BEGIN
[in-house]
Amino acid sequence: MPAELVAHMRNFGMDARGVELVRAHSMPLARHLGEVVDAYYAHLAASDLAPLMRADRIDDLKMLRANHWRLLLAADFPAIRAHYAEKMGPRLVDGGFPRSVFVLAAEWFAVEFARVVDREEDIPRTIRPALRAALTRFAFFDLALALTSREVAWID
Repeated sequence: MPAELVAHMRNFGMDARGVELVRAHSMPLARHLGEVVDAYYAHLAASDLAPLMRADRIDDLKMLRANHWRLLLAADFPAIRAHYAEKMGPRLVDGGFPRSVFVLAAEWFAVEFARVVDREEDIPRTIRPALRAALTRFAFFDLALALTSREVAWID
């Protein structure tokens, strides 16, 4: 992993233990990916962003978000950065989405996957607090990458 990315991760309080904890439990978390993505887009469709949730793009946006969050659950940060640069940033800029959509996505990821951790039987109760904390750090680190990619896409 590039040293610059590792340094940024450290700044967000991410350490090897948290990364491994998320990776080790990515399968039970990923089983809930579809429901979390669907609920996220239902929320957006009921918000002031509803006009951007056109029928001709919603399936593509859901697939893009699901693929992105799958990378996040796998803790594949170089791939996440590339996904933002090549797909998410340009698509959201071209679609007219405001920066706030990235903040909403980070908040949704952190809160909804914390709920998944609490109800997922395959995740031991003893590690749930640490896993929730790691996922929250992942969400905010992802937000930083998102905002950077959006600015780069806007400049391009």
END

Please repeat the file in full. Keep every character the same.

[in-house]
Amino acid sequence: MPAELVAHMRNFGMDARGVELVRAHSMPLARHLGEVVDAYYAHLAASDLAPLMRADRIDDLKMLRANHWRLLLAADFPAIRAHYAEKMGPRLVDGGFPRSVFVLAAEWFAVEFARVVDREEDIPRTIRPALRAALTRFAFFDLALALTSREVAWID
Repeated sequence: MPAELVAHMRNFGMDARGVELVRAHSMPLARHLGEVVDAYYAHLAASDLAPLMRADRIDDLKMLRANHWRLLLAADFPAIRAHYAEKMGPRLVDGGFPRSVFVLAAEWFAVEFARVVDREEDIPRTIRPALRAALTRFAFFDLALALTSREVAWID
């Protein structure tokens, strides 16, 4: 992993233990990916962003978000950065989405996957607090990458 990315991760309080904890439990978390993505887009469709949730793009946006969050659950940060640069940033800029959509996505990821951790039987109760904390750090680190990619896409 590039040293610059590792340094940024450290700044967000991410350490090897948290990364491994998320990776080790990515399968039970990923089983809930579809429901979390669907609920996220239902929320957006009921918000002031509803006009951007056109029928001709919603399936593509859901697939893009699901693929992105799958990378996040796998803790594949170089791939996440590339996904933002090549797909998410340009698509959201071209679609007219405001920066706030990235903040909403980070908040949704952190809160909804914390709920998944609490109800997922395959995740031991003893590690749930640490896993929730790691996922929250992942969400905010992802937000930083998102905002950077959006600015780069806007400049391009």